Arran doesn’t care about fireworks. I suspect he’ll sleep through the whole spectacle, as he usually does. He’ll probably fart a few times for good measure. In that way, he is decidedly unlike his predecessor, MacGregor, who was terrified of fireworks. I remember poor MacGregor, the first year we lived in Germany (2007). The people in our neighborhood were all out in the streets, lighting explosives like there was no tomorrow. MacGregor found a spot under my desk and shivered until it was over, hours later.
Even though fireworks were prohibited for the past couple of years, some local Germans still had a stockpile from years past. New Year’s is the only time of year fireworks are allowed to be sold, so I know those were explosives that weren’t spent in earlier years. For New Year’s 2020, we still got a short show. In 2021, it was even shorter still. But this year, I will be very surprised if the fireworks aren’t erupting for a very long time and in high concentrations. I’m glad we have a balcony, so we can watch them. We don’t set them off ourselves.
Hell, I would probably not be too upset if there wasn’t a fireworks show… as they are loud and disruptive, and they upset animals and people with PTSD. And the reason they weren’t allowed in the past two years is because every year, people get hurt. I read one article today that mentioned how it’s customary for people to start showing up in German hospital emergency rooms at about twenty minutes after midnight. Germans are, on the whole, careful and law abiding people, but something about Silvester makes some of them lose their fucking minds. 😉 Alas, some of them also lose digits and limbs, or wind up with severe burns, because they handle fireworks improperly on New Year’s Eve.
I usually get quite tired before midnight these days, anyway… and Bill definitely does. But I know I can’t sleep through tonight. It will be impossible, unless I drug myself. And because my stomach has been giving me issues lately, I don’t want to take that risk. I’ll probably stick with my usual bubbly and call it a night… maybe read more of Jamie Lynn Spears’ book, which I started yesterday. I gotta say, after reading Paulina Porizkova’s book… or even Matthew Perry’s book… she comes off as a kind of a twit. I’ll probably enjoy writing my review. 😉 I predict it will be pretty snarky. If you want to read my thoughts on Paulina’s and Matthew’s books, you can find my reviews on my main blog. The link is at the top of this page (or right here).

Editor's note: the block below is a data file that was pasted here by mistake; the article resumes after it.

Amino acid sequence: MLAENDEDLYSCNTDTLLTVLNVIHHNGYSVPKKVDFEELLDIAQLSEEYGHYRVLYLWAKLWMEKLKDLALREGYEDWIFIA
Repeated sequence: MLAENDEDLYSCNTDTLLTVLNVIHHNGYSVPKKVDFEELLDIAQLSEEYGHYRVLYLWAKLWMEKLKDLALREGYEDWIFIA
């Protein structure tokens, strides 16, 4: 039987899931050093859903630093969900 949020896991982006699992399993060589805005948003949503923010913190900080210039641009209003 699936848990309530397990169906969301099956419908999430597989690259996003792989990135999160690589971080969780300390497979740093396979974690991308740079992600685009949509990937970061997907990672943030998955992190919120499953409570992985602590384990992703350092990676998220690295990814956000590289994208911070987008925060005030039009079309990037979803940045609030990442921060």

Today, we’re taking care of some “honey do” chores. I managed to get a new bookshelf for the cookbooks I keep buying (and rarely using) at Christmas. I put it in our living room, where it makes the room look better furnished. I was going to buy another one for Bill’s Jung books, but after I moved some of the cooking/boozing books from our upstairs shelf, I discovered a whole shelf was available for the Jung books. That’s probably enough for now, although I might get another one anyway, just because I also need to buy new bathroom rugs.
As I write this, the duvet covers are being washed, newly washed sheets are on the bed, a load of clothes have been washed, and Bill is cleaning out the kitchen cabinets. He’s looking for a moth infestation, after I noticed two tiny holes in his favorite wool sweater on Monday, when we went to Villa Im Tal for a Christmas lunch. I figure the holes come from moths, because I’ve noticed a few of them flying around, and I know we have old stuff that needs to be tossed. I’ve already thrown out a couple of things, to include a package of Jello pudding that dates from 2017. 😀
It will be nice to have a slightly less cluttered and cleaner house. Since I got a new vacuum for Christmas, I took the old vacuum to the basement and used it to tidy up a bit downstairs. I’ll probably move that machine downstairs permanently, at some point. It will live with my Tineco wet vacuum, which I’ll probably use after I finish writing this post. That vacuum is good for getting rid of muddy paw prints on the parquet floors. I don’t do it very often, though, because frankly it’s a waste of time and energy. The dogs are constantly tracking mud into the house, because this time of year it rains a lot. Today, we have pretty warm weather, especially for this time of year… but it’s a bit cloudy.
Anyway… wish us luck. I wish you a safe and happy new year. I look forward to some exciting and more frequent travel experiences in 2023, God willing. Of course, that will probably mean losing Arran, which will be very sad… On the other hand, as sad as it will be, it will also present opportunities that we’ve been missing. Much like the Germans have been missing their fireworks. 😉 And, just like the Germans sometimes get into trouble when they set off explosives, so do Americans who travel in Europe. The silver lining is, those kinds of fiasco experiences lead to some epic travel tales. So stay tuned! Happy New Year! And tune in tomorrow, because I’ll probably have photos and video of whatever happens!